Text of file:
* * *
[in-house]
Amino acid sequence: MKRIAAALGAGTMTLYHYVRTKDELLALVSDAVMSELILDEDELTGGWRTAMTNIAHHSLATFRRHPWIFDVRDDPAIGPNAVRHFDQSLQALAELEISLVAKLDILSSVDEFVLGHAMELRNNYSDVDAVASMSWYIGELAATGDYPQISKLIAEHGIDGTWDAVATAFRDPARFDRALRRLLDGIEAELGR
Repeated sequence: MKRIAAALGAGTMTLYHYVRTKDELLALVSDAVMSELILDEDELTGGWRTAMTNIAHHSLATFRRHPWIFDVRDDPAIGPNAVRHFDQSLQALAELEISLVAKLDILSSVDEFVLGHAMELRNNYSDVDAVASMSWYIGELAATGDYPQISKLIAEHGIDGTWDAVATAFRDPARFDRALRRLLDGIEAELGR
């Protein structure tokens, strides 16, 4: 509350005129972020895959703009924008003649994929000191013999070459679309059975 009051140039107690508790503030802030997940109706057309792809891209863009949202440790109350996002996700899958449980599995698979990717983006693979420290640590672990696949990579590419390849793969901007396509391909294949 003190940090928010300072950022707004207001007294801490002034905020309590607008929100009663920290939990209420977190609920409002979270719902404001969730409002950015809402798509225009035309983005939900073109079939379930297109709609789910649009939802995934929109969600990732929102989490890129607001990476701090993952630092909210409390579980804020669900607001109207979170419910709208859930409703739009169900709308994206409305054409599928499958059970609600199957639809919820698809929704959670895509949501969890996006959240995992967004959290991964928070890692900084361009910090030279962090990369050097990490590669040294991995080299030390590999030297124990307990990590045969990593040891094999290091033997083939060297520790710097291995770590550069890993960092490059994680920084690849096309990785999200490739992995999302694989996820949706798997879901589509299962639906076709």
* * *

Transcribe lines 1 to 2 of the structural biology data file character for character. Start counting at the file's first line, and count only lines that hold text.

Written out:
[in-house]
Amino acid sequence: MKRIAAALGAGTMTLYHYVRTKDELLALVSDAVMSELILDEDELTGGWRTAMTNIAHHSLATFRRHPWIFDVRDDPAIGPNAVRHFDQSLQALAELEISLVAKLDILSSVDEFVLGHAMELRNNYSDVDAVASMSWYIGELAATGDYPQISKLIAEHGIDGTWDAVATAFRDPARFDRALRRLLDGIEAELGR